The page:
LONDON (Reuters) - British digital bank Monzo marginally narrowed its annual loss in the year to February 2023 and said it had reached monthly profitability, as it battles to match some digital rivals that have already translated rapid growth into profits.
Monzo is one of Britain's highest-profile financial technology companies, having attracted 7.4 million customers with its bright coral cards and spend-tracking data since launching in 2015.
But unlike some online rivals such as Starling, it has yet to turn a full-year profit.
Monzo reported a net loss of 116.3 million pounds ($146.8 million) for the year, compared to a loss of 119 million the previous year.
CEO TS Anil told Reuters the bank was "some ways down the road" from reaching its ambition of going public, adding the company had not ruled out floating in New York rather than London, amid growing concerns about tech firms snubbing London.
"It's too early. We'll do the work well before we need to make a decision," Anil said when asked where Monzo could float.
"We will make a great public company one day," Anil added. "If at some point there's the right reason to raise capital [from investors] to invest even more, we will," he said.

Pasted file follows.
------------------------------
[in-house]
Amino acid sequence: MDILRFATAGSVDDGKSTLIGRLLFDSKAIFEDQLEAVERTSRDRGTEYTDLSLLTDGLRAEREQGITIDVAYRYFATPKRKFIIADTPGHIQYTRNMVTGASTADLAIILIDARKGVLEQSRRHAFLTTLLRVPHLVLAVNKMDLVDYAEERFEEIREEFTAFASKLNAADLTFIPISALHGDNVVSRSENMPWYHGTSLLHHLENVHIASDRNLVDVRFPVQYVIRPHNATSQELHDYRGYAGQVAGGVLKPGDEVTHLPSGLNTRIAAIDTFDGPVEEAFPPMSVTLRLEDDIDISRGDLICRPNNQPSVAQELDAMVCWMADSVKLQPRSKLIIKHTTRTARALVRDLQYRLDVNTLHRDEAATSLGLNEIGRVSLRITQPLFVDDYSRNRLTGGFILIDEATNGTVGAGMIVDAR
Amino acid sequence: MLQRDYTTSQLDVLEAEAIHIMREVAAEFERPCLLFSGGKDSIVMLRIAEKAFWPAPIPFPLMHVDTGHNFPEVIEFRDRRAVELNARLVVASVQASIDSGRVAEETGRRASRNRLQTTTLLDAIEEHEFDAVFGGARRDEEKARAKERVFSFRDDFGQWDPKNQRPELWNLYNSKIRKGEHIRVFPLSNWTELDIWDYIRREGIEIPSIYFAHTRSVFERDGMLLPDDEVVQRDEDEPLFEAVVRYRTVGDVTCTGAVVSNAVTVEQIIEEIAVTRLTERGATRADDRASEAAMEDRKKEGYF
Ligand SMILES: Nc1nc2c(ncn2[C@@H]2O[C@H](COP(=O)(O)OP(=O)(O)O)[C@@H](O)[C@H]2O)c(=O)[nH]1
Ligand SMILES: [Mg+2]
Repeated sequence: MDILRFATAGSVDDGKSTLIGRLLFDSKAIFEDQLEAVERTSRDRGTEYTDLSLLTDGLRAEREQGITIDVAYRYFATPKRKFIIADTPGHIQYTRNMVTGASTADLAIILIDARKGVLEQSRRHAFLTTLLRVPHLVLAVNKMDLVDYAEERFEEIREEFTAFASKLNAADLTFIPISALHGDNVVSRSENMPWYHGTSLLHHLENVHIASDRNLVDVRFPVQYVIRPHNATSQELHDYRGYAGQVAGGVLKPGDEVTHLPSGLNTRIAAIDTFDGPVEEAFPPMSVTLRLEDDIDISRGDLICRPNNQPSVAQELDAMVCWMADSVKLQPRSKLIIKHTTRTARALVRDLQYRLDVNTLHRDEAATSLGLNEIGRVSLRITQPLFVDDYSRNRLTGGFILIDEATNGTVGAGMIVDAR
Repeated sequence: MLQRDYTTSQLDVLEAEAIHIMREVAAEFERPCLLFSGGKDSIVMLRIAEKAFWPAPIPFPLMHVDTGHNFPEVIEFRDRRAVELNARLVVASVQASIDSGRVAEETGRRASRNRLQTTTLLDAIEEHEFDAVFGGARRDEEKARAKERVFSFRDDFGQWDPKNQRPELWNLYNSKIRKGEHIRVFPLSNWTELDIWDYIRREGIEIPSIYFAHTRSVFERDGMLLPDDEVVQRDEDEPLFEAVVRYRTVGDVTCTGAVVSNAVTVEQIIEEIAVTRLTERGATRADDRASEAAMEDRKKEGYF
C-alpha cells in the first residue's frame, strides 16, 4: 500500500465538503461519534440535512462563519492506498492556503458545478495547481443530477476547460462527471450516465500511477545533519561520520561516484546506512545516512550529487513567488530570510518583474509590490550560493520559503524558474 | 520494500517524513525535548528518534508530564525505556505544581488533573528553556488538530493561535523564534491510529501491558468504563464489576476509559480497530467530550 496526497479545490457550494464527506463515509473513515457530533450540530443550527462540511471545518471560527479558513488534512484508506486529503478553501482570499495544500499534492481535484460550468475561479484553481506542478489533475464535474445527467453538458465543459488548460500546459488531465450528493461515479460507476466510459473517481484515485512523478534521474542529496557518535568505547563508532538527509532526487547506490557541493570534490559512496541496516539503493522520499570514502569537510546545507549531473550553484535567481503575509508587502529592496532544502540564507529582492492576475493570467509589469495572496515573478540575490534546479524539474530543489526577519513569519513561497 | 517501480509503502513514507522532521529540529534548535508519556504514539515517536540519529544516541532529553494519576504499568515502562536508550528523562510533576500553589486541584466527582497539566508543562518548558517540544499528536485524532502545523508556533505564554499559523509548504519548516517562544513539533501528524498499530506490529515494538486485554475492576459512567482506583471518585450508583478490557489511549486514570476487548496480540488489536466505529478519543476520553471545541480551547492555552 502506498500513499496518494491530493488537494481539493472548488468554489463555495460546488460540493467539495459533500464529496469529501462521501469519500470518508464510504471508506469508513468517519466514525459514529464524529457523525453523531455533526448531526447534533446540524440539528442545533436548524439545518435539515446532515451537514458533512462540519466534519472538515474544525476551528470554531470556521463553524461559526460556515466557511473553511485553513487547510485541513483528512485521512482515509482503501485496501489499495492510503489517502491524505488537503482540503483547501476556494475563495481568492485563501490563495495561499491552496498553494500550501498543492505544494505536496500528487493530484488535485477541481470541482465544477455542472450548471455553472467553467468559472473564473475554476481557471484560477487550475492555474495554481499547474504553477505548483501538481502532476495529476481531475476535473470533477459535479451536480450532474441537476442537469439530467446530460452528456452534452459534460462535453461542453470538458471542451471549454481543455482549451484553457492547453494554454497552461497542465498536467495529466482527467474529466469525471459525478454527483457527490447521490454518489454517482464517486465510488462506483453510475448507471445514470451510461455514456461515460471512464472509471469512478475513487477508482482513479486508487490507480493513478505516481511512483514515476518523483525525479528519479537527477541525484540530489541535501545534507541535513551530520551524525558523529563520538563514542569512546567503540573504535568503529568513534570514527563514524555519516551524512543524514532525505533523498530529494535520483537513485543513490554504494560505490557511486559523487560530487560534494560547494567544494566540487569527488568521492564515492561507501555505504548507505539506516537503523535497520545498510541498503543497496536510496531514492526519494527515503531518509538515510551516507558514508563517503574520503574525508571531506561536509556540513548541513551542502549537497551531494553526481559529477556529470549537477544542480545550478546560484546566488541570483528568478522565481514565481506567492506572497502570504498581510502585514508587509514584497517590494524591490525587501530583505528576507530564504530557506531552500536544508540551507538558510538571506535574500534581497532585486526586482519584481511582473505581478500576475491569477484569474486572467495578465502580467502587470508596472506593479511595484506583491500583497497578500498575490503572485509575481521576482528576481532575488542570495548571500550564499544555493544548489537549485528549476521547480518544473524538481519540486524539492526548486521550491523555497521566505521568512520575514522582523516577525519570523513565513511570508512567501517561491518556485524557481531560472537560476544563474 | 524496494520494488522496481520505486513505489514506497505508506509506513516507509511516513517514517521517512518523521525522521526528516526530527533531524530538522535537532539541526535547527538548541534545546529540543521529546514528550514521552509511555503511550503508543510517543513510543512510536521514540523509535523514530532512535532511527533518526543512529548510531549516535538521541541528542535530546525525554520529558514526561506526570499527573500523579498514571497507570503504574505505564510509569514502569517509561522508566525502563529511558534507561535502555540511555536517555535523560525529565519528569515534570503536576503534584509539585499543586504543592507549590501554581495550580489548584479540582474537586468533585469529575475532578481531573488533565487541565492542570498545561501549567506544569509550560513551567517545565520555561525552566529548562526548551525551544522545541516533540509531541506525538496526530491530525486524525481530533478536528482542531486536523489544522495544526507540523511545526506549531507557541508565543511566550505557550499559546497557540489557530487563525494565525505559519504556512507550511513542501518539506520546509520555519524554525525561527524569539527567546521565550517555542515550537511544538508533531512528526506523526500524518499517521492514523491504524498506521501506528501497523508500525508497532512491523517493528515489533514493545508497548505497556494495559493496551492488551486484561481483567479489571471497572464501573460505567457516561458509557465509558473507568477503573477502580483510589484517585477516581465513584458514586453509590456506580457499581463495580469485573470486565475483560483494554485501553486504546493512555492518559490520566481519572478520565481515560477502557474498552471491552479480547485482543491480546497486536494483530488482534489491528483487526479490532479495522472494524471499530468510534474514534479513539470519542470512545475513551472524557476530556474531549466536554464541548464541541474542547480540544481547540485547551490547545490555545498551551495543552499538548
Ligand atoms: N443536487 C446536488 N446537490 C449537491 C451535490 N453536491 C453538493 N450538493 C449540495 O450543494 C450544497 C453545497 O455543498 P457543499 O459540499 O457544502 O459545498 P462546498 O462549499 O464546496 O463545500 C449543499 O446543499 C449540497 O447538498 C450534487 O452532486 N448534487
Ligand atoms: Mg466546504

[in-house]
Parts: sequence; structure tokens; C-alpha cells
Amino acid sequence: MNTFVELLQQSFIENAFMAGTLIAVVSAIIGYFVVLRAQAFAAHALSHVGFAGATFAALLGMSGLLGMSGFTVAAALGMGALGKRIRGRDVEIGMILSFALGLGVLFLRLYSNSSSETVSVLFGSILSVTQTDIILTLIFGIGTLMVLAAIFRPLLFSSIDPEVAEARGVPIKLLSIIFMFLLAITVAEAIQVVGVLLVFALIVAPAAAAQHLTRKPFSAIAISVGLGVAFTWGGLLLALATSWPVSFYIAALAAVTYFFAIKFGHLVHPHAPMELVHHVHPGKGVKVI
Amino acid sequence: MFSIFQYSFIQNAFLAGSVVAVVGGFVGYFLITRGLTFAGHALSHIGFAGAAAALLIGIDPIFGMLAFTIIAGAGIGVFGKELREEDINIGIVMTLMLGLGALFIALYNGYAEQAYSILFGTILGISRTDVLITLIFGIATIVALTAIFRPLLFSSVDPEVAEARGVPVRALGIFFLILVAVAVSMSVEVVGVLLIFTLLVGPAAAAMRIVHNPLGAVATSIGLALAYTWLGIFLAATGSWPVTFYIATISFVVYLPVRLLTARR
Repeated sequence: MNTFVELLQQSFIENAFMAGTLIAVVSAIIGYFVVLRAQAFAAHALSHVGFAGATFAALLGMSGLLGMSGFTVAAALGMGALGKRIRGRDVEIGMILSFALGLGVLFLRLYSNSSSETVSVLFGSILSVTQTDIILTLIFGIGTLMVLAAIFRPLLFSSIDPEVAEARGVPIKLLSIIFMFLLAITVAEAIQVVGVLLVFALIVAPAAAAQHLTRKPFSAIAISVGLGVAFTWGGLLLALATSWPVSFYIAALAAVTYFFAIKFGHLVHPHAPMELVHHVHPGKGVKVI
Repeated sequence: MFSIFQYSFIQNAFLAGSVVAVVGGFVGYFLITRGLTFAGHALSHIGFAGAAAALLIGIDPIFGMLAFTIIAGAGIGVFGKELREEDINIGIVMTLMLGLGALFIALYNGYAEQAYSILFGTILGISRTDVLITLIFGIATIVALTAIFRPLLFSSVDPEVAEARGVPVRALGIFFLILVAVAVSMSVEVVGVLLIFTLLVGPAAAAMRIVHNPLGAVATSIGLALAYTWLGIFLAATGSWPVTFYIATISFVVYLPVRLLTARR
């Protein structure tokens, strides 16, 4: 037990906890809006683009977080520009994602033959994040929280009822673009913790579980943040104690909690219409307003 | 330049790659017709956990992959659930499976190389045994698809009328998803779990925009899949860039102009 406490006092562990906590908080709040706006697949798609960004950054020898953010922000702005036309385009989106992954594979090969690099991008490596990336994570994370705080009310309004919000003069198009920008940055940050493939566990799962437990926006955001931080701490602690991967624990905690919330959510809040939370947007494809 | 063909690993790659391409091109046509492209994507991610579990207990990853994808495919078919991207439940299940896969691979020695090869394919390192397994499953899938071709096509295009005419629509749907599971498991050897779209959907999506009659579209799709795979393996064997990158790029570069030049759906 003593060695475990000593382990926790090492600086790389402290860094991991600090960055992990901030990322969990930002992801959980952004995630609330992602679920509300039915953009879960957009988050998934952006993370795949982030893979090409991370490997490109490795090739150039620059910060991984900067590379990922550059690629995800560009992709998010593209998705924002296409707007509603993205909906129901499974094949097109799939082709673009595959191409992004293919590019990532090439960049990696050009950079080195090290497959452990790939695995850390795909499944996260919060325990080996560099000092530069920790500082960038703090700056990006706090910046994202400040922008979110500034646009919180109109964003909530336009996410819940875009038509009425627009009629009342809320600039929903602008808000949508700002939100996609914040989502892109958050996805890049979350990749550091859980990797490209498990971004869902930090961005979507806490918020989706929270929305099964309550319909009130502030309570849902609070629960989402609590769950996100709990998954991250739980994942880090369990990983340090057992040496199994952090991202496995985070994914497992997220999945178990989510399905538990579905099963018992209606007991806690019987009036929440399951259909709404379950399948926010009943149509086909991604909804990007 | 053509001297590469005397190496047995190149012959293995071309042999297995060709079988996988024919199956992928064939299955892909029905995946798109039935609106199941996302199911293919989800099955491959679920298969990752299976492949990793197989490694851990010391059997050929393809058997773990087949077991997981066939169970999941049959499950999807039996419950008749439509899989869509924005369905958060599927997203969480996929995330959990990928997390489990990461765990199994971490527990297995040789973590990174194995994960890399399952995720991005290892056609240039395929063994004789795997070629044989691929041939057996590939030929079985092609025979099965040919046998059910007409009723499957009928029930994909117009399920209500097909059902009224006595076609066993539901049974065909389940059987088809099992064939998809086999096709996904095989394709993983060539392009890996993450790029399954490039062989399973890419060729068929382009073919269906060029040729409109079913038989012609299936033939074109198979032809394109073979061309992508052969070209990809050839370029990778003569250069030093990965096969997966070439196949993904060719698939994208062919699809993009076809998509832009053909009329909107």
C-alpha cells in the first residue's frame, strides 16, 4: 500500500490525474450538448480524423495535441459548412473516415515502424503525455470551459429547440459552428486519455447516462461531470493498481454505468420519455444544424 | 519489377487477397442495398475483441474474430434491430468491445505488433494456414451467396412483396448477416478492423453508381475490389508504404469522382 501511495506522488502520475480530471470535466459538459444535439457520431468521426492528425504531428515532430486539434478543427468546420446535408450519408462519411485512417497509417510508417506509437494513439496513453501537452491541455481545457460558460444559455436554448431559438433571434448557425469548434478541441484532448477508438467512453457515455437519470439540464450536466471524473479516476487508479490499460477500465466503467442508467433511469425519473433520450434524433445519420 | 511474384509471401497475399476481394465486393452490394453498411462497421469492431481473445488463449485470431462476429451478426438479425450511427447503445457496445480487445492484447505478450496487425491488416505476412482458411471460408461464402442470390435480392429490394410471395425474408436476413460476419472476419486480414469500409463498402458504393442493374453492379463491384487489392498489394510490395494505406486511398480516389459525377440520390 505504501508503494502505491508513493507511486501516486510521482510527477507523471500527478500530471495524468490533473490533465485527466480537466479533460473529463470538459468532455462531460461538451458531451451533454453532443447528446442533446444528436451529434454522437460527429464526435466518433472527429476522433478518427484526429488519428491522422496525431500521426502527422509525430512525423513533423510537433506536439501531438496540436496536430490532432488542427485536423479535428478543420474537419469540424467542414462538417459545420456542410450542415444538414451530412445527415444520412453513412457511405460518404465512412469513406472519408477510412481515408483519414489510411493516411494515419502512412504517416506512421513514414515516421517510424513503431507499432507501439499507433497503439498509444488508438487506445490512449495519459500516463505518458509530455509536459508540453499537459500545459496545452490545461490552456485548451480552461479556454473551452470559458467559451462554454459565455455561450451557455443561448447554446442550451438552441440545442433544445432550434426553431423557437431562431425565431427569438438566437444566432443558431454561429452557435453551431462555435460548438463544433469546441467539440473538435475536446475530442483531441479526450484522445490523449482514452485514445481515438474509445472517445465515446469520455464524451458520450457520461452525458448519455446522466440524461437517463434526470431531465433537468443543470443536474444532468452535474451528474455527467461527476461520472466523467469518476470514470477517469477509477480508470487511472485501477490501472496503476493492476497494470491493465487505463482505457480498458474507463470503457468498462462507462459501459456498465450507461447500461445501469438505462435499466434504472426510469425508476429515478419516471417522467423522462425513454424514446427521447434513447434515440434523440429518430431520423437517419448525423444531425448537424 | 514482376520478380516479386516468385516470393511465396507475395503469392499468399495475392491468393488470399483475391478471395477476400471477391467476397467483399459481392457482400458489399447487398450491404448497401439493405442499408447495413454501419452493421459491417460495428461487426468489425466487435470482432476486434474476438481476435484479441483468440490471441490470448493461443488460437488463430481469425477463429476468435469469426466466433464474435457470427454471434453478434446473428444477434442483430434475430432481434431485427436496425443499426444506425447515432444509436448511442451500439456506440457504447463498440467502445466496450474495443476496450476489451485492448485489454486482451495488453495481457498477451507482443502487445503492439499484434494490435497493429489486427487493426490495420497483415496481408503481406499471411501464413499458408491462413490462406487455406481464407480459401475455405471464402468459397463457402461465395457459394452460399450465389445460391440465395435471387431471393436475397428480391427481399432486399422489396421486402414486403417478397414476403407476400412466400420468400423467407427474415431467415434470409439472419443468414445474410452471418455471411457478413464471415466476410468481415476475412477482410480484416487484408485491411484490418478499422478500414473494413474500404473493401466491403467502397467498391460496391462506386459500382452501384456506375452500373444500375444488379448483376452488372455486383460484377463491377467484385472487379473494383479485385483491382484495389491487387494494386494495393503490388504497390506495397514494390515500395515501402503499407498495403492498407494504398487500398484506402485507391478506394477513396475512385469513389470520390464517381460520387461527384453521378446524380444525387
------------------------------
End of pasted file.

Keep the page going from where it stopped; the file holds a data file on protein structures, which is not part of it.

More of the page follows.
The bank expects to post a full-year profit this financial year, Anil said, after the company said it reached monthly bottom-line profitability in March.
Monzo's revenue more than doubled to 355.6 million pounds in the year to February, boosted by a rebound in customer spending after pandemic lockdowns and expansion in services, while its deposits increased 34% to 6 billion pounds.
Monzo reiterated it remained under investigation for potential breaches of anti-money laundering rules, adding the probe was a "dual-track civil and criminal matter".
The company - which said it was co-operating with regulator the Financial Conduct Authority in their investigation - first disclosed the matter in 2021.
($1 = 0.7923 pounds)
(Reporting by Iain Withers; editing by Jason Neely)